Then we quickly came to the decision that we did not want to place the bathing tub anywhere but dock it close to our garden terrace. During the planning of the terrace, we had left out a corner and planted some flowers and plants. This was nice and green, but we were not really satisfied with it. And therefore, it seemed to be the ideal place for our wood-burning hot tub in the garden.
Here in the background you can see quite well the “green corner”:
But to be able to put the barrel wooden hot tub there, we had a lot of work ahead of us.
- We first had to remove all the plants and remove the topsoil.
Expenditure: 1 day of work + costs for removal of the soil (there were loosely 3 cubic meters of the earth) for almost 100 Euro.
- Then we put kerbs (lawn edge stones/lawn curbs) in concrete and filled the surface with gravel at ground level to be able to lay paving stones.
Cost: 1 day of work + 50 Euro for concrete curbs and screed concrete + 65 Euro for delivery of gravel
- Afterward, we paved the whole area with stones. Due to the rough surface area of 4×4 meters, we need paving stones for 16 square meters. We still had stones left over from our earlier paving work on our terrace and only had to buy a few square meters of them. Depending on the type of stone you can calculate 8-12 Euros per square meter for quite simple stones.
Expenditure: 3 days work + 130-200 Euro for paving materials.
A wooden hot tub on the terrace
The actual spot was now ready and we could theoretically have placed the wooden hot tub there. But as we had a difference in height of about 40 cm between the actual terrace and the paving, as well as concrete support slopes for the terrace shelves, we needed further adjustments. The idea was that we wanted to cover this area with wood. We had to create a small wooden pathway that connects seamlessly to the stone terrace slabs and surrounds the hot tub. Since the terrace is made of stone and the outdoor hot tub is made of wood, this intermediate wooden area made of Bangkirai terrace boards should create a good transition.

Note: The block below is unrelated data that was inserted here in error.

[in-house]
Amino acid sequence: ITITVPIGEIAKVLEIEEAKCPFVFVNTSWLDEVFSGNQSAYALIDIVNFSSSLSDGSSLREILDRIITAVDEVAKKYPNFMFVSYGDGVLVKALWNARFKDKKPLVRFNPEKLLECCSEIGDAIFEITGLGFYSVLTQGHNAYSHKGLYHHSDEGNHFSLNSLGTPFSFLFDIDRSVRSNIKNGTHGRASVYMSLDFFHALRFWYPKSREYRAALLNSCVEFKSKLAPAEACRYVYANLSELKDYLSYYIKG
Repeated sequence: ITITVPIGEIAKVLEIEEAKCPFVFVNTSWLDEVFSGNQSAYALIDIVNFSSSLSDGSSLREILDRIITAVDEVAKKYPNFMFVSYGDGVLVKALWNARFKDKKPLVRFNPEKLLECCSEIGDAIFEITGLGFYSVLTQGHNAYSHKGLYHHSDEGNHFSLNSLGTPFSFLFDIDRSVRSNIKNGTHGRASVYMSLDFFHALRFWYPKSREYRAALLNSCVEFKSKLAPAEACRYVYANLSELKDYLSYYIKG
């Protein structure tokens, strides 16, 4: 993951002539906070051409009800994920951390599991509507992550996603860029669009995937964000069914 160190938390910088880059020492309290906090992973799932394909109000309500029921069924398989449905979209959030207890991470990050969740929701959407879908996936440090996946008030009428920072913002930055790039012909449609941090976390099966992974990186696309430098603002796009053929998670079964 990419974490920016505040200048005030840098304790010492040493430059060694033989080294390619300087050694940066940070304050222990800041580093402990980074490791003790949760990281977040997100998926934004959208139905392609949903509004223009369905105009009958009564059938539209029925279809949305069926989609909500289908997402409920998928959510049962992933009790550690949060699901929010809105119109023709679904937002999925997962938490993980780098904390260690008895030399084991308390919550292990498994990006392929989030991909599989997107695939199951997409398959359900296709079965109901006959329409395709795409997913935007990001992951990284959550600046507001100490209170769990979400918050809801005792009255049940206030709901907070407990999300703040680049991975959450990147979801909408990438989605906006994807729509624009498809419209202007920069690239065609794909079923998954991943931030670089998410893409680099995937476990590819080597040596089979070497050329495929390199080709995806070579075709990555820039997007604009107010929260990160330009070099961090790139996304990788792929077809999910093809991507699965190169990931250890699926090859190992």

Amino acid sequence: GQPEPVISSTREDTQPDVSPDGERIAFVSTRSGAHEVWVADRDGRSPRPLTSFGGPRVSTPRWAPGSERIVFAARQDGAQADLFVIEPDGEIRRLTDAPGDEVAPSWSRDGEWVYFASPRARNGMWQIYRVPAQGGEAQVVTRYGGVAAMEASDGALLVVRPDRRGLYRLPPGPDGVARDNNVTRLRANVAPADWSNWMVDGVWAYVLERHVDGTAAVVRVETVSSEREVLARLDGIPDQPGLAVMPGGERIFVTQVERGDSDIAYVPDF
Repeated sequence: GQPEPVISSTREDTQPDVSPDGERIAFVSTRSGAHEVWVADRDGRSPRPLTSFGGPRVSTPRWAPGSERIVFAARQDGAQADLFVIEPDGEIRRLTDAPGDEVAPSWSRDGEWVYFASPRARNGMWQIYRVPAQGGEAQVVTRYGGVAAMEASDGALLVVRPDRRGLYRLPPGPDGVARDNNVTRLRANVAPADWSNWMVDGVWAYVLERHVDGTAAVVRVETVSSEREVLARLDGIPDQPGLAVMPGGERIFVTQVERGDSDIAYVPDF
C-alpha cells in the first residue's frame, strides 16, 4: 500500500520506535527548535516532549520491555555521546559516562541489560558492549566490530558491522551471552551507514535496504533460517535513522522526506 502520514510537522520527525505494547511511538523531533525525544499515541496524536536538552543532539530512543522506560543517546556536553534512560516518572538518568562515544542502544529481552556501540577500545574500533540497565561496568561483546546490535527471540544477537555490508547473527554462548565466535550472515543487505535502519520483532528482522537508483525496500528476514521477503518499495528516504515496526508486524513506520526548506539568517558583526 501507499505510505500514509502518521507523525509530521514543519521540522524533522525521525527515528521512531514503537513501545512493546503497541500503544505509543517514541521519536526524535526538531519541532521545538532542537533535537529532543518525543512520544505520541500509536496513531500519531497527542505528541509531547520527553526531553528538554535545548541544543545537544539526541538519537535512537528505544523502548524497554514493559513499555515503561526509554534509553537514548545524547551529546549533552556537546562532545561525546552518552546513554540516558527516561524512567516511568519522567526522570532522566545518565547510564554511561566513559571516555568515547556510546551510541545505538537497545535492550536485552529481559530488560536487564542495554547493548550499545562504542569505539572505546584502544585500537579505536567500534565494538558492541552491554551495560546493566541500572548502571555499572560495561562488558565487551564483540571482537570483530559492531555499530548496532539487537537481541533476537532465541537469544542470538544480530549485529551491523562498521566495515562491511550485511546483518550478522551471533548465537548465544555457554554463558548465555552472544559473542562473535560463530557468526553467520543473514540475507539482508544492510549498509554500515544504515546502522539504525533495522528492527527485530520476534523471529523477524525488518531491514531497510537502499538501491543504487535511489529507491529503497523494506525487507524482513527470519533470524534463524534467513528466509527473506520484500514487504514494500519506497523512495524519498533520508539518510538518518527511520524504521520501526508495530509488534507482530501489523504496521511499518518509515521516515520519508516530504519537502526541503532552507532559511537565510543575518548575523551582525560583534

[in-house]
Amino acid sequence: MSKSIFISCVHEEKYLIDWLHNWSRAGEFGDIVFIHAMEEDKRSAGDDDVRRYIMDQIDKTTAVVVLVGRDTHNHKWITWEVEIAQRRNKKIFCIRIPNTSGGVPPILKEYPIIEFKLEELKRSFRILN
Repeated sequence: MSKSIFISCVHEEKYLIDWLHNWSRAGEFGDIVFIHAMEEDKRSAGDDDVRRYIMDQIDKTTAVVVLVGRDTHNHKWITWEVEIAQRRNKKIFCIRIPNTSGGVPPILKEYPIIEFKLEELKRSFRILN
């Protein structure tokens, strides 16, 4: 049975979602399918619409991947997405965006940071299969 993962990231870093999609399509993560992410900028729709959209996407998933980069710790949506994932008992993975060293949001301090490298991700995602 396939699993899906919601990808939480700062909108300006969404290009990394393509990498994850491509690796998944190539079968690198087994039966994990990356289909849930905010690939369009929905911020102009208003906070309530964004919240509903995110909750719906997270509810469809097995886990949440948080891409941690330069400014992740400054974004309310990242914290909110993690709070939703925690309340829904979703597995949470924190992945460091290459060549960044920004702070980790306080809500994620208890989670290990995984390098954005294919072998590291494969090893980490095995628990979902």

However, the creation of such a wooden terrace area is not very easy. Furthermore, the required round cut-out around the outdoor hot tub, so that it is seamlessly connected, is quite complicated (at least for me as a layman).
Here for the first time, concrete pillars were built for the wooden terrace. This forms the base for the terrace boards.
From one side it looks like we have let the outdoor hot tub into the terrace. For such an execution one should have a good idea of the wooden construction. Therefore, we left this to the professionals and hired a master carpenter who did the work for us. First of all, you should be aware that this can be quite expensive…
Costs for wooden terrace as border: approx. 1000 Euro.
Since our hot tub is equipped with whirlpool elements, we still need electricity for the massage jets (we have both hydro (water) and air bubble system) as well as the underwater LED lighting and the sand filter system.
Expenditure: 0.5 days of work for underground laying of the power cable + cable for 25 Euro.
Conclusion: Spot for a outdoor hot tub in the garden
Due to the many different requirements, the perfect spot is not easy to find and often even more difficult to build. We spent several days of work and several hundred Euros only for building materials (concrete, stones, gravel, removal). As soon as you start with elaborate works like a wooden terrace, the costs quickly rise dramatically.
We could have let the hot tub into the terrasse completely, then instead of a real wooden outdoor hot tub, we would have only needed the tub, i.e. the interior made of fibreglass/plastic. Thus, before choosing and ordering a bathtub, one should already be very clear where one wants to place the bathtub afterwards.
But in the end, we are really happy with our choice of seat and the adjacent wooden terrace. The bathing tub is now a super eye-catcher in the garden and always provides for enthusiastic looks from visitors.